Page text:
New book about Bellarmine's history now available

In Veritatis Amore
A Concise History of Bellarmine University in Louisville
Edited by Clyde F. Crews
Bellarmine University Press

“While Bellarmine is young, it has had a long history.” In his 1990 inaugural address, Bellarmine University’s third president Dr. Joseph “Jay” McGowan pointed to a key paradox at the heart of this venerable academic Louisville institution. Although opened at mid-century in 1950, Bellarmine rose with roots much deeper into the past. No one was more conscious of this truth than the leaders of the Catholic Archdiocese of Louisville who called it into existence, and its founding president, the youthful Fr. Alfred F. Horrigan.

Two predecessor institutions in Kentucky, St. Joseph’s and St. Mary’s Colleges took their rise in the 1820s; both were deeply impacted by the Civil War; and both produced an impressive list of graduates from throughout the South, many of whom were destined for high civic positions. The very land on which Bellarmine would be built had itself already been home to seven institutions: a Manor House, a Civil War hospital, a bishop’s home, two seminaries and two orphanages. Additionally, a special educational partner, Louisville’s Ursuline College, tracing its own roots to the 1920s, has its own vivid and worthy history to report. Ursuline and Bellarmine would merge in 1968, becoming co-educational, with a Board of Trustees that added a significant number of lay and interfaith members.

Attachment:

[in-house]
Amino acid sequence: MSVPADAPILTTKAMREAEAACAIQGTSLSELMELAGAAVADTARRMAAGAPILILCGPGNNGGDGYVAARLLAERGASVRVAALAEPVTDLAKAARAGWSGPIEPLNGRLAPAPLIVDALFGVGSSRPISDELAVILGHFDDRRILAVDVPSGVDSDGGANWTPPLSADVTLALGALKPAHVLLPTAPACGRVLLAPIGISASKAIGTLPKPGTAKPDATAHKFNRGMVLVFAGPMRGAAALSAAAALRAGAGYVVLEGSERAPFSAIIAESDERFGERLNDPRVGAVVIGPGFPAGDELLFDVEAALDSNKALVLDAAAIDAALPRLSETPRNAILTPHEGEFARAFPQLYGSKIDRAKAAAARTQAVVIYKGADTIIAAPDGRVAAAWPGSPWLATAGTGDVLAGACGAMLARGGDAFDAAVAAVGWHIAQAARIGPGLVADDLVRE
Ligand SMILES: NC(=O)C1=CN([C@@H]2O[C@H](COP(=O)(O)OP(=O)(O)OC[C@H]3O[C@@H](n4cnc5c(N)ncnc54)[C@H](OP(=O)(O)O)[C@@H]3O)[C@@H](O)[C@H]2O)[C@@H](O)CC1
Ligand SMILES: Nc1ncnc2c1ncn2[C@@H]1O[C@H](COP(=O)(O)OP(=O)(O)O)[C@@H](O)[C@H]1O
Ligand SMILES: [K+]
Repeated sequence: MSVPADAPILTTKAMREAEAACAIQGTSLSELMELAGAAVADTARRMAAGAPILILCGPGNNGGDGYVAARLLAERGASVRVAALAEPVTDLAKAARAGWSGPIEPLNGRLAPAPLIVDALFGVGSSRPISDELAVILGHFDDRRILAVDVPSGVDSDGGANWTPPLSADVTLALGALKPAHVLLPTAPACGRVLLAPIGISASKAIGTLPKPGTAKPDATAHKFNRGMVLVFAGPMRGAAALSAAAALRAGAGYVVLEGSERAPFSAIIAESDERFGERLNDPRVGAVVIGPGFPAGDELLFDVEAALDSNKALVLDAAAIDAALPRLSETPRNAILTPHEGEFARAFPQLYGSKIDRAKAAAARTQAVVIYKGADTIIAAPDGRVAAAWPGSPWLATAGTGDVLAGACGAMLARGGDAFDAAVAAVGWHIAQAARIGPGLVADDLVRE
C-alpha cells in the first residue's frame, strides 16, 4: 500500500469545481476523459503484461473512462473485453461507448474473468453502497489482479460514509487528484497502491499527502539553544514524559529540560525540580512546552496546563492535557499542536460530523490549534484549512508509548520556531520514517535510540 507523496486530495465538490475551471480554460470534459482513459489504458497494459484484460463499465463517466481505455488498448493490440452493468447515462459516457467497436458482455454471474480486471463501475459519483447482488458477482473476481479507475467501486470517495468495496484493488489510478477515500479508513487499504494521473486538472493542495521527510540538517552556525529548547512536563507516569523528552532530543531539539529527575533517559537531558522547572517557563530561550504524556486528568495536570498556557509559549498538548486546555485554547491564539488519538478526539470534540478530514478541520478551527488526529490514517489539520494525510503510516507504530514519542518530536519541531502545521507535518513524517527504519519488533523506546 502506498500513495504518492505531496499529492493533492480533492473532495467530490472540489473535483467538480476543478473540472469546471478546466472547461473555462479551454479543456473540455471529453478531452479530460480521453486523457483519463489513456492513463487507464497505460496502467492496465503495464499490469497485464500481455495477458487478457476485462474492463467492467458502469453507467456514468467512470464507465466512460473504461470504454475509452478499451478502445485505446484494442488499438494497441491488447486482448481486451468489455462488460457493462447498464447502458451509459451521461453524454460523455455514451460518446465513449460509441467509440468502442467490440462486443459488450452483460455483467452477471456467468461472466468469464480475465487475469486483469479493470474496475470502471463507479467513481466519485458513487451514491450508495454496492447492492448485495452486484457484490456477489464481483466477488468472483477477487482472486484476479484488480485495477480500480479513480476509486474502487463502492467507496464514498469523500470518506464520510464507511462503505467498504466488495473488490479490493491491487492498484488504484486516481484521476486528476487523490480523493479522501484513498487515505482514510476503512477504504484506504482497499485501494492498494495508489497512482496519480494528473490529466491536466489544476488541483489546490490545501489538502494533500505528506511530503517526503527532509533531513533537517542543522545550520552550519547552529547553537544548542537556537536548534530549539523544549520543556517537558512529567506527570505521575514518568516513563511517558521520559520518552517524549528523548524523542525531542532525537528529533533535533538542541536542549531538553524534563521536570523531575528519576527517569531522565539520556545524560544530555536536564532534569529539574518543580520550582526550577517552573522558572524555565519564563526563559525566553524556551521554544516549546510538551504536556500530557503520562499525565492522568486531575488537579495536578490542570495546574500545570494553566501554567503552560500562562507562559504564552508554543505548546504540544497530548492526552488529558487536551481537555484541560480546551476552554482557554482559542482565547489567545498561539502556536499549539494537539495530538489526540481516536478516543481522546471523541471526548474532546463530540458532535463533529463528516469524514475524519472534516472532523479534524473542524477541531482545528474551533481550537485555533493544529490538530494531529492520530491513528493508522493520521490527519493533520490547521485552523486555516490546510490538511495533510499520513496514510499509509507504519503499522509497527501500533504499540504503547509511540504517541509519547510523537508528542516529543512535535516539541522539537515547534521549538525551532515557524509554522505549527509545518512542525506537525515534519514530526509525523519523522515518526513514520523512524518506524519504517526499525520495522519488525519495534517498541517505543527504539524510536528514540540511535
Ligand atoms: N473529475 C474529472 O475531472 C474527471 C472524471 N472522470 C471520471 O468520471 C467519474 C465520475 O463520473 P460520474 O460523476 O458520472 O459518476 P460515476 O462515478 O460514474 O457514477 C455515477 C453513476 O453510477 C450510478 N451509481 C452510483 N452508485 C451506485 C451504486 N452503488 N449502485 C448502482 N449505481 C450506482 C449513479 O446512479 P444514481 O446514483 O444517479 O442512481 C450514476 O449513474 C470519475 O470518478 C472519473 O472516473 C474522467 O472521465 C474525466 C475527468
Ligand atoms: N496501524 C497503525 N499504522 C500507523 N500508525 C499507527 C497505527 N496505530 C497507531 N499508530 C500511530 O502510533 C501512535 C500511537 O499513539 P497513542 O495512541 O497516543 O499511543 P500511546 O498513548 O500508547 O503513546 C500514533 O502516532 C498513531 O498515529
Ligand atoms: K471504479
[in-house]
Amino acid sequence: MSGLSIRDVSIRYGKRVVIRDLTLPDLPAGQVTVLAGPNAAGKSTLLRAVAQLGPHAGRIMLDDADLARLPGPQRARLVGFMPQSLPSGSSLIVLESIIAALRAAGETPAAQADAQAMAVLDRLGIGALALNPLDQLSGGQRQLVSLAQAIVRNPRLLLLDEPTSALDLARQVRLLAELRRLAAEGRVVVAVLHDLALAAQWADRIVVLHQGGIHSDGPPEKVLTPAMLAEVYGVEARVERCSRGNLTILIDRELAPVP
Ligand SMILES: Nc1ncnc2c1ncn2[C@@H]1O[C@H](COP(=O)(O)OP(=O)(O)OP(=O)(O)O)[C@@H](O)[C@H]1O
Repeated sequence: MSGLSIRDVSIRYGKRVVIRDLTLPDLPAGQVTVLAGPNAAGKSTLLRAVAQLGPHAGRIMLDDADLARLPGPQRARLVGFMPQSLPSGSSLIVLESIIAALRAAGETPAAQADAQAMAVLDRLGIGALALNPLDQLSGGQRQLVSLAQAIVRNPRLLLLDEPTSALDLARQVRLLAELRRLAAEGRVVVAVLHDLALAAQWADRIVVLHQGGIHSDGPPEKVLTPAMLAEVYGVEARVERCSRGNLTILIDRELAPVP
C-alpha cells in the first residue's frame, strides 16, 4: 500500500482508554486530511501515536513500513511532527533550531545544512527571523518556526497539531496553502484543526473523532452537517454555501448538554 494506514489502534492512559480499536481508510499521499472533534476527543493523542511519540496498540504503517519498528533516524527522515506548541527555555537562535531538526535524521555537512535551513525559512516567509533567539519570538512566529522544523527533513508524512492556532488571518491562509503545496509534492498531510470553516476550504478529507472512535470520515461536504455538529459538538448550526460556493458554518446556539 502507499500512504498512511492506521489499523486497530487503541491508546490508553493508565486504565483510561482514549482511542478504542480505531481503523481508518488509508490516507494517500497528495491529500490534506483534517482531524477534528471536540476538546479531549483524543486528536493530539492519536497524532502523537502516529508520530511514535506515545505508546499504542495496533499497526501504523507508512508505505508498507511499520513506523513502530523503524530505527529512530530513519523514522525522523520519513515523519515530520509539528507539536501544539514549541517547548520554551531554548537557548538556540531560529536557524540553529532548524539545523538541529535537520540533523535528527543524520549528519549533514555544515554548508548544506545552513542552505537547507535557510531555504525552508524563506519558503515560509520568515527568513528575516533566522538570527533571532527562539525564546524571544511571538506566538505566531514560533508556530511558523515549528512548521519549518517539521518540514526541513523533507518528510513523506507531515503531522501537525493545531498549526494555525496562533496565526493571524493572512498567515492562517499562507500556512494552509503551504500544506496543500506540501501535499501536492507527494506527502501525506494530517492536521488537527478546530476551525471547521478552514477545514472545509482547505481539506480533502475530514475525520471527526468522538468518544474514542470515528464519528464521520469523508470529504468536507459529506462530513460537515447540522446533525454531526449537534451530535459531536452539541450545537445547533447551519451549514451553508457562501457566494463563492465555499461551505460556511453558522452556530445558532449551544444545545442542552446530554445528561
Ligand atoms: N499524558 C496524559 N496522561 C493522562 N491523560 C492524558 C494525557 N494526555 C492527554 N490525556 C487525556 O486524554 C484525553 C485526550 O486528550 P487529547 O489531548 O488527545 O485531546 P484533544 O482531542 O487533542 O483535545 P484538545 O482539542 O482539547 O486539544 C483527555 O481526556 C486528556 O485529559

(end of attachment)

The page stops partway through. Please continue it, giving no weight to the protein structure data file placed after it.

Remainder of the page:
This volume, In Veritatis Amore—In the Love of Truth, invoking the institution’s founding motto—sets out to give a concise rendering of key elements of this storied past as well as major developments and personalities in Bellarmine’s nearly seventy years of academic and community life. It seeks to evoke the values and ethos that make Bellarmine, to so many of its 23,000 alums, a singular home. Here is the saga of an infant college with a single structure that barely survived its first year, through its new status of university in 2000. Moving into the 21st century, Bellarmine emerged into a regional scholastic center with international range and nearly 4,000 students. All that story is reported here, along with a chapter on Bellarmine sports, and with a wealth of photographic detail.